[Python-Dev] Enum: subclassing?
eliben at gmail.com
Wed May 1 22:09:53 CEST 2013
On Wed, May 1, 2013 at 11:47 AM, Georg Brandl <g.brandl at gmx.net> wrote:
> Am 01.05.2013 20:04, schrieb Eli Bendersky:
> > Actually, in flufl.enum, IntEnum had to define a magic __value_factory__
> > attribute, but in the current ref435 implementation this isn't needed, so
> > IntEnum is just:
> > class IntEnum(int, Enum):
> > '''
> > Class where every instance is a subclass of int.
> > '''
> > So why don't we just drop IntEnum from the API and tell users they
> should do the
> > above explicitly, i.e.:
> > class SocketFamily(int, Enum):
> > AF_UNIX = 1
> > AF_INET = 2
> > As opposed to having an IntEnum explicitly, this just saves 2 characters
> > (comma+space), but is more explicit (zen!) and helps us avoid the
> > the subclass restriction implementation.
> Wait a moment... it might not be immediately useful for IntEnums (however,
> that's because base Enum currently defines __int__ which I find
> but with current ref435 you *can* create your own enum base classes with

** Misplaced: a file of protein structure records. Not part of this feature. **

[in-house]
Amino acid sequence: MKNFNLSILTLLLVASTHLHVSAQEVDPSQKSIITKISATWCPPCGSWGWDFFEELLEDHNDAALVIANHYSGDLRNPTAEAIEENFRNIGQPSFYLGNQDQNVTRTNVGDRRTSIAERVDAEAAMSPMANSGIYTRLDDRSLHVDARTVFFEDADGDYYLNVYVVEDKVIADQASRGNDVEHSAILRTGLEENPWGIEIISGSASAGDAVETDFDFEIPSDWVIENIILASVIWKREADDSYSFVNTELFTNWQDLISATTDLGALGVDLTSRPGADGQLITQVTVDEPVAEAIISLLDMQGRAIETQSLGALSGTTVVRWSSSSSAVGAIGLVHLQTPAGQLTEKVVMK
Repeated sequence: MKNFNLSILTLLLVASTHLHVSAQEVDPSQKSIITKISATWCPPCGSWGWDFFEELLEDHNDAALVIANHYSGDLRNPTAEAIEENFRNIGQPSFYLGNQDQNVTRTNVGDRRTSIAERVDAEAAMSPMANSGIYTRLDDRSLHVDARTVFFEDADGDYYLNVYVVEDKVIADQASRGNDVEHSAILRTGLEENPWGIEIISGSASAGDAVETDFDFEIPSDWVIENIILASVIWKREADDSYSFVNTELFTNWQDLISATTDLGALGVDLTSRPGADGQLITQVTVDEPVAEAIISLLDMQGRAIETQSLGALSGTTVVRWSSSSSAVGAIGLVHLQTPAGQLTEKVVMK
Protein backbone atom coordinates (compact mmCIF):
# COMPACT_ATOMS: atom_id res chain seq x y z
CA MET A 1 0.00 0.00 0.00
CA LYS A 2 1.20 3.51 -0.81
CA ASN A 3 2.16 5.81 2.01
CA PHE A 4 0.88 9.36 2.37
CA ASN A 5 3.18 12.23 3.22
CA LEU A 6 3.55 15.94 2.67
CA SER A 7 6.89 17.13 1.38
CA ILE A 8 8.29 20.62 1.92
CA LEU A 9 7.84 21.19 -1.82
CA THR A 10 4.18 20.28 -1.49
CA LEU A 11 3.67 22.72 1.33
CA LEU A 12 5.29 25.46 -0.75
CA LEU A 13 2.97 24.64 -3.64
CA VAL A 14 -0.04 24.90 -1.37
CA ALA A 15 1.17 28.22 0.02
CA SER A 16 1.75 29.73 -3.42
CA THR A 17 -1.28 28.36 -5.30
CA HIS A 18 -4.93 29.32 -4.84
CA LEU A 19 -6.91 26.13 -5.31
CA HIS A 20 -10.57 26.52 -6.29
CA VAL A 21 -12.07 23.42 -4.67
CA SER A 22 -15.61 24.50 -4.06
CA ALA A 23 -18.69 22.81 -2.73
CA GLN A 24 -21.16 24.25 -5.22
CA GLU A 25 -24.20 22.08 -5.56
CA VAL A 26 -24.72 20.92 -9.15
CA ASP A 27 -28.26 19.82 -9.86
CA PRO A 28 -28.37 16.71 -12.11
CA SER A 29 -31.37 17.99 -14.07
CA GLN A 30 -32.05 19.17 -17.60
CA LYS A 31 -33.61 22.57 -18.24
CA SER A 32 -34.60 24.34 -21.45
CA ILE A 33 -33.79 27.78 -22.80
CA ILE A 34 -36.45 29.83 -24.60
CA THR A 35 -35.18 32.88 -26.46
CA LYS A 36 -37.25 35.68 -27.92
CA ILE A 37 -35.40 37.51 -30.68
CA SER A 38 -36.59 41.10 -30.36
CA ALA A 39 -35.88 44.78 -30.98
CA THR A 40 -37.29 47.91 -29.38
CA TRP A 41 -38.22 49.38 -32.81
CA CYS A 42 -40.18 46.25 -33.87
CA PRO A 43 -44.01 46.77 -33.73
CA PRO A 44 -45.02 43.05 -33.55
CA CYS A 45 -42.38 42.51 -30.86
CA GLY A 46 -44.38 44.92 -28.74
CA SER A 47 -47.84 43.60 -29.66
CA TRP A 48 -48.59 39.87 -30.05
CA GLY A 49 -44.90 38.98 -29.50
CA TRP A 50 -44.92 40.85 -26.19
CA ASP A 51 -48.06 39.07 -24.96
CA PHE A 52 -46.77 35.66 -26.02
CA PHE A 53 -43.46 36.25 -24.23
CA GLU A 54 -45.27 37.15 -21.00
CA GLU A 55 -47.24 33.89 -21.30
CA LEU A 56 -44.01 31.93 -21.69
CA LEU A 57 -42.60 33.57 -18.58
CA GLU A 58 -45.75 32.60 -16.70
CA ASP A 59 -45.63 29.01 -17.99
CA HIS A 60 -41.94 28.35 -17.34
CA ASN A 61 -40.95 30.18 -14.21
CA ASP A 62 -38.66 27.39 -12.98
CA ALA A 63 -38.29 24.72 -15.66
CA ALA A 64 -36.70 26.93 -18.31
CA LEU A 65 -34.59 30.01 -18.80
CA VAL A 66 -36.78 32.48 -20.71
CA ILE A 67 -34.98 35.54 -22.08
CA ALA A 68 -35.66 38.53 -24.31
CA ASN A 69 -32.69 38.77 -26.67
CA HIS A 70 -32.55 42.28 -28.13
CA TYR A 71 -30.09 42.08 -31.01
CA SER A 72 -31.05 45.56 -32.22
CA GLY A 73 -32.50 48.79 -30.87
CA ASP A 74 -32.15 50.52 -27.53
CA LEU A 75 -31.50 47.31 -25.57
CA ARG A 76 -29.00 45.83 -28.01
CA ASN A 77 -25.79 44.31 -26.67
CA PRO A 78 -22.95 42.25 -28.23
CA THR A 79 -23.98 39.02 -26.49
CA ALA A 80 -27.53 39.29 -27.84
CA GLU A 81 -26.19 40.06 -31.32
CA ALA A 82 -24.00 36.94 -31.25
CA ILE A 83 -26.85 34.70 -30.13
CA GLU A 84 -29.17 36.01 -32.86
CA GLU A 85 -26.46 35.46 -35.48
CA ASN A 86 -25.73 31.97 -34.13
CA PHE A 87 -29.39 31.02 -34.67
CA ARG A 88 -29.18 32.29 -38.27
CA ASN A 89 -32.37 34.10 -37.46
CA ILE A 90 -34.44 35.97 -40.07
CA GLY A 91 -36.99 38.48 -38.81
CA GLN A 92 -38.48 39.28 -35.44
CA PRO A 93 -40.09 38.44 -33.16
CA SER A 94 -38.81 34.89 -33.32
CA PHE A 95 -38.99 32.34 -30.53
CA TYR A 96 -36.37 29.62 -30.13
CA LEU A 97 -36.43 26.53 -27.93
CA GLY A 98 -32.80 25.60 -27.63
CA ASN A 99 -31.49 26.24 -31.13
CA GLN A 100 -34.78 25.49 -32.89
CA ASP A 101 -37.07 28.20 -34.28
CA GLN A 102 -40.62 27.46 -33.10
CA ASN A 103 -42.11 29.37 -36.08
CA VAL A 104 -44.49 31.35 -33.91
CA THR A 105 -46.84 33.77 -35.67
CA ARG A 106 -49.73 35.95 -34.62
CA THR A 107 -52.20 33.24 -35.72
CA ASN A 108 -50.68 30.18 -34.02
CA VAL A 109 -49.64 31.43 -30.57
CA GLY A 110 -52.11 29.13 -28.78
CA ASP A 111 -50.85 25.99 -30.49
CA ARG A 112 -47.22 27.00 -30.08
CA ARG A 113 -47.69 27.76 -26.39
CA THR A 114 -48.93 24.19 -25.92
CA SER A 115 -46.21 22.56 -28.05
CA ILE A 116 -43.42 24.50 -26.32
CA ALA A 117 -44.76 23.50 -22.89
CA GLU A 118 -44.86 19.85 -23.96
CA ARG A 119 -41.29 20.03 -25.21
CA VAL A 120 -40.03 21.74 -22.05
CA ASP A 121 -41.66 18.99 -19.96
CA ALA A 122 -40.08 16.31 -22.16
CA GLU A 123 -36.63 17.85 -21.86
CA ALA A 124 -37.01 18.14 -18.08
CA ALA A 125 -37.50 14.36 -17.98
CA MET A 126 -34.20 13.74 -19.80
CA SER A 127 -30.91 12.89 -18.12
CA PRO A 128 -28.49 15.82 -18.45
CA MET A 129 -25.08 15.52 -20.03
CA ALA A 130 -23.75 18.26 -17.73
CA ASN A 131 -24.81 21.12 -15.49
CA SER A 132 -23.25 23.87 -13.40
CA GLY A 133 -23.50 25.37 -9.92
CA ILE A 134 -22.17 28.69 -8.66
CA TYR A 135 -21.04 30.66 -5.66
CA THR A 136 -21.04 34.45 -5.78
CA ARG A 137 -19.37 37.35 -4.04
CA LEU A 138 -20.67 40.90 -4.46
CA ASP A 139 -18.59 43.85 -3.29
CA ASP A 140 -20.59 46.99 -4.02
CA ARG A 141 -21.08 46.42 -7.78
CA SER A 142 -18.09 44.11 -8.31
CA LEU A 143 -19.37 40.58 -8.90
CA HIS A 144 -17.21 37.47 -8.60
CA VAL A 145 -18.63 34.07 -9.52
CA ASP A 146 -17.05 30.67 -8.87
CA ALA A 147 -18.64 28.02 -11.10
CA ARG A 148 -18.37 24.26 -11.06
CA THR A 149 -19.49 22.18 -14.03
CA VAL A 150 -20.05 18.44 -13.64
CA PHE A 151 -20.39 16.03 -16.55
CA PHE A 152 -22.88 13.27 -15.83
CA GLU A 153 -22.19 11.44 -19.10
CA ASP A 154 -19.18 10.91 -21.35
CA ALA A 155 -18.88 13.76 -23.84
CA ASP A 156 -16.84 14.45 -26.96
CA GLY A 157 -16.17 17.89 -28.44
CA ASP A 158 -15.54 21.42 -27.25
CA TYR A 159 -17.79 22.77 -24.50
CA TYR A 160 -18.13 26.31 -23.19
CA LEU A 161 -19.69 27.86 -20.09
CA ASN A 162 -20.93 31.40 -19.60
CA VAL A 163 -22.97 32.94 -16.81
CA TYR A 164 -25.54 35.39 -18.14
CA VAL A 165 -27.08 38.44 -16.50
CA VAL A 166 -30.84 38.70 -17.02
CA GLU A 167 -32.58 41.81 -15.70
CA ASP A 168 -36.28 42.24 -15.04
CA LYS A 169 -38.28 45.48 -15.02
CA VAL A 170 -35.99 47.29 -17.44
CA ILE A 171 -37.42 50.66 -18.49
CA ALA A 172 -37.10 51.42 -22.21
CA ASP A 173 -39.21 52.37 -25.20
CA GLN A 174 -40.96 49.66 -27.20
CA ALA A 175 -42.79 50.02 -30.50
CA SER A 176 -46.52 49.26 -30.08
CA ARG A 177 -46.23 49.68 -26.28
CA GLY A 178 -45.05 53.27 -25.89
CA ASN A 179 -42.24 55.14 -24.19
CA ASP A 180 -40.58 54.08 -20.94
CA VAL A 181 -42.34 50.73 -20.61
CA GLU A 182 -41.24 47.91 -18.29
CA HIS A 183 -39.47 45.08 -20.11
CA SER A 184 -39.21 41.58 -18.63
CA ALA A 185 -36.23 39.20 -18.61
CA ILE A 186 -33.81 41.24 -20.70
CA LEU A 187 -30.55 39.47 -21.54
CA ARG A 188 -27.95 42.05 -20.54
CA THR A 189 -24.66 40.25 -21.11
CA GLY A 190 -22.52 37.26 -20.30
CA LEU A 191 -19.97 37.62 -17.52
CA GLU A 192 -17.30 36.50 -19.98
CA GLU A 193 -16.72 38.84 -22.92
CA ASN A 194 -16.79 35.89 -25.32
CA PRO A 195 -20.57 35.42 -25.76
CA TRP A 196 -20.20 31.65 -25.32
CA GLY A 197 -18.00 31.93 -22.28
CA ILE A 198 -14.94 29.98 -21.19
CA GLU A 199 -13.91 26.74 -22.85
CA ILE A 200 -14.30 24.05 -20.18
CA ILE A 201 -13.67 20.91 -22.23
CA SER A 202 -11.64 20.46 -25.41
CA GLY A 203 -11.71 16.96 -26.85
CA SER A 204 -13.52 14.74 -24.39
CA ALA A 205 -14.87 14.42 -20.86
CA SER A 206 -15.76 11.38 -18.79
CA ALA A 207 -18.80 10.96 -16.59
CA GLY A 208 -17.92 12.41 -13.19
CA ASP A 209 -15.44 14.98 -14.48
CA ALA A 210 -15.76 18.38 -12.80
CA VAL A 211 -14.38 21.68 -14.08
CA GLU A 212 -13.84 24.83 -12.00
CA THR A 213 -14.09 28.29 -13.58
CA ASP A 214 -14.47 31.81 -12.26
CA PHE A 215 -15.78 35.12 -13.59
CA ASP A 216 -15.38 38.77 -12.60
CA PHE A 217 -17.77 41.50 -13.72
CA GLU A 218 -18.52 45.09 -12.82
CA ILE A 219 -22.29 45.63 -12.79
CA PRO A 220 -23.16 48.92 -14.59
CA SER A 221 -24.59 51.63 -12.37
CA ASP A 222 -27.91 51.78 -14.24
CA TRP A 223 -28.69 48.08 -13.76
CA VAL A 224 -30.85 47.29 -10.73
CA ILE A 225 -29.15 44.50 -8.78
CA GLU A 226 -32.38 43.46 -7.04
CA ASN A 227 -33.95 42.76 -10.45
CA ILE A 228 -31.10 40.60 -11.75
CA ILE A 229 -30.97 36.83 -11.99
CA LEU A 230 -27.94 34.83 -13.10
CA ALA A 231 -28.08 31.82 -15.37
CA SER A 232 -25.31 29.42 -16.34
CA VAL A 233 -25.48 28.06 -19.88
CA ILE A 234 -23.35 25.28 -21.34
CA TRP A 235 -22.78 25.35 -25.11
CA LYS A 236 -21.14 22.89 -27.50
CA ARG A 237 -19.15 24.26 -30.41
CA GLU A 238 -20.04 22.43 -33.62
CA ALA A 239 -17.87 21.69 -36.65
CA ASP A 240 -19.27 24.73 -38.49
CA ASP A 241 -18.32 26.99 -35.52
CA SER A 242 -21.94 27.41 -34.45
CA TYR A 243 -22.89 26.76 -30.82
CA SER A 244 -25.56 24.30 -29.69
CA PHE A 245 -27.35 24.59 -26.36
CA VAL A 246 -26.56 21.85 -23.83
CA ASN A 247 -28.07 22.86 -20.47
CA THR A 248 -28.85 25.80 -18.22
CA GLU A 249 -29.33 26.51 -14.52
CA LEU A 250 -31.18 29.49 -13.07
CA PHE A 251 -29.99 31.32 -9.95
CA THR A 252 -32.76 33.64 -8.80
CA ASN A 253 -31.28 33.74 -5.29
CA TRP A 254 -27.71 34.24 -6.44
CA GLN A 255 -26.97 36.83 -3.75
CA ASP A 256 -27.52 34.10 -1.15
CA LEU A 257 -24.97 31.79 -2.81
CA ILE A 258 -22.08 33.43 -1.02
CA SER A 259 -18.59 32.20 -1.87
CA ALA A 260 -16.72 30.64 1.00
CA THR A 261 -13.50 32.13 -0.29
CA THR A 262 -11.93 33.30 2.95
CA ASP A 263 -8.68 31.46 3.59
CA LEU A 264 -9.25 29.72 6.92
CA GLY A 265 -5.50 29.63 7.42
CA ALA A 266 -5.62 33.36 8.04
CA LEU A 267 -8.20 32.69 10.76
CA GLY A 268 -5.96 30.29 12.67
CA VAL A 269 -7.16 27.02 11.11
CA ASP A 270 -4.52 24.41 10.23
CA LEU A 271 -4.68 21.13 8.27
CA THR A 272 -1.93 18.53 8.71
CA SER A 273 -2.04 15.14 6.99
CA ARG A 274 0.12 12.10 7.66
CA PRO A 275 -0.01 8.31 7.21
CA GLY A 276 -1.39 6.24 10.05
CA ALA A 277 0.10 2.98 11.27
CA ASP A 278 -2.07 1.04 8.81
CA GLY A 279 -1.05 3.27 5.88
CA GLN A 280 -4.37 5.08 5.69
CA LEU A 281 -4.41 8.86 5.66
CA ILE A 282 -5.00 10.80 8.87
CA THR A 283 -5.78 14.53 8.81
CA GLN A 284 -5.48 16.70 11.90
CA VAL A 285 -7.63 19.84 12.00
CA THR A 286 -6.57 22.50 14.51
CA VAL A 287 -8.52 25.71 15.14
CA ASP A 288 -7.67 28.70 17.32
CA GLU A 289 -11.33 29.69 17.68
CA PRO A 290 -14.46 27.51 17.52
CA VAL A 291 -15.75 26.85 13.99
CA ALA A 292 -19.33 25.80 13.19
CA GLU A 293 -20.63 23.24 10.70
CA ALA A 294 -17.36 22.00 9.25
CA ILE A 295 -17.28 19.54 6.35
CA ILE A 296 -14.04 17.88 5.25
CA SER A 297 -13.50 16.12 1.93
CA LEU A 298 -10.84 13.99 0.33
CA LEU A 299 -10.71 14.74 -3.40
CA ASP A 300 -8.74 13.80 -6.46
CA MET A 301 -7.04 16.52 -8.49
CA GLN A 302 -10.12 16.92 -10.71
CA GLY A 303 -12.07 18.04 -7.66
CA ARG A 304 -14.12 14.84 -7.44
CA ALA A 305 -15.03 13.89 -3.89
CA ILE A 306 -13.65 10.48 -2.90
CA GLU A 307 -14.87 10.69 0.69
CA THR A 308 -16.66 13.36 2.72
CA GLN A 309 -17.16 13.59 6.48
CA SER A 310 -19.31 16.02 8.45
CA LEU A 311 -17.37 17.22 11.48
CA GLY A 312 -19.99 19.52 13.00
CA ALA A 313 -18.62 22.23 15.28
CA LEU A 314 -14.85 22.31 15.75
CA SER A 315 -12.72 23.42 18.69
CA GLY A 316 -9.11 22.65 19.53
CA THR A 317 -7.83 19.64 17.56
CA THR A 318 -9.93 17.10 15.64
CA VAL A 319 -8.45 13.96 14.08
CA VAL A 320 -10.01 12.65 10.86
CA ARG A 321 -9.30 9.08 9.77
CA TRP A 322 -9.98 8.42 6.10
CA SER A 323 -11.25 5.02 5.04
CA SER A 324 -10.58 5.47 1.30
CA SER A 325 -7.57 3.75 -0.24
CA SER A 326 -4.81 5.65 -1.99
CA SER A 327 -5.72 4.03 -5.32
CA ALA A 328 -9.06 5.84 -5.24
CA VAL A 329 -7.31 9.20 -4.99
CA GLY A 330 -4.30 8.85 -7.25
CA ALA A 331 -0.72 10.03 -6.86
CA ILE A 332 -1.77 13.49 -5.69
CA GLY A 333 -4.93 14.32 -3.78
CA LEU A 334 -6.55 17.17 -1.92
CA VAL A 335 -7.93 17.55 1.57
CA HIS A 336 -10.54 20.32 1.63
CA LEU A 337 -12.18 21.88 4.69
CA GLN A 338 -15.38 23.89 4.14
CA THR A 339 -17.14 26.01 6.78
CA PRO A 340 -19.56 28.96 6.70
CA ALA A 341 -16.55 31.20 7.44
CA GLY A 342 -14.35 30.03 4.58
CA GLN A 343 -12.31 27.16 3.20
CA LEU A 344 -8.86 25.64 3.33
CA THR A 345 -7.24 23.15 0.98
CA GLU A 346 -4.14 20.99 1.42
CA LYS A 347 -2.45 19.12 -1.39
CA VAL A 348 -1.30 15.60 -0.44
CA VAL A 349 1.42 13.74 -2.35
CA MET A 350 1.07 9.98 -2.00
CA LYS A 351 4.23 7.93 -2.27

> own methods, and derive concrete enums from that. It also lets you have a
> base class for enums and use it in isinstance().
> If you forbid subclassing completely that will be impossible.
I'm not sure what you mean, Georg, could you clarify?
>>> from ref435 import Enum
>>> class SocketFamily(int, Enum):
... AF_UNIX = 1
... AF_INET = 2
>>> SocketFamily.AF_INET == 2
>>> isinstance(SocketFamily.AF_INET, SocketFamily)
Now, with the way things are currently implemented, class IntEnum is just
syntactic sugar for above. Guido decided against allowing any kind of
subclassing, but as an implementation need we should keep some restricted
form to implement IntEnum. But is IntEnum really needed if the above
explicit multiple-inheritance of int and Enum is possible?
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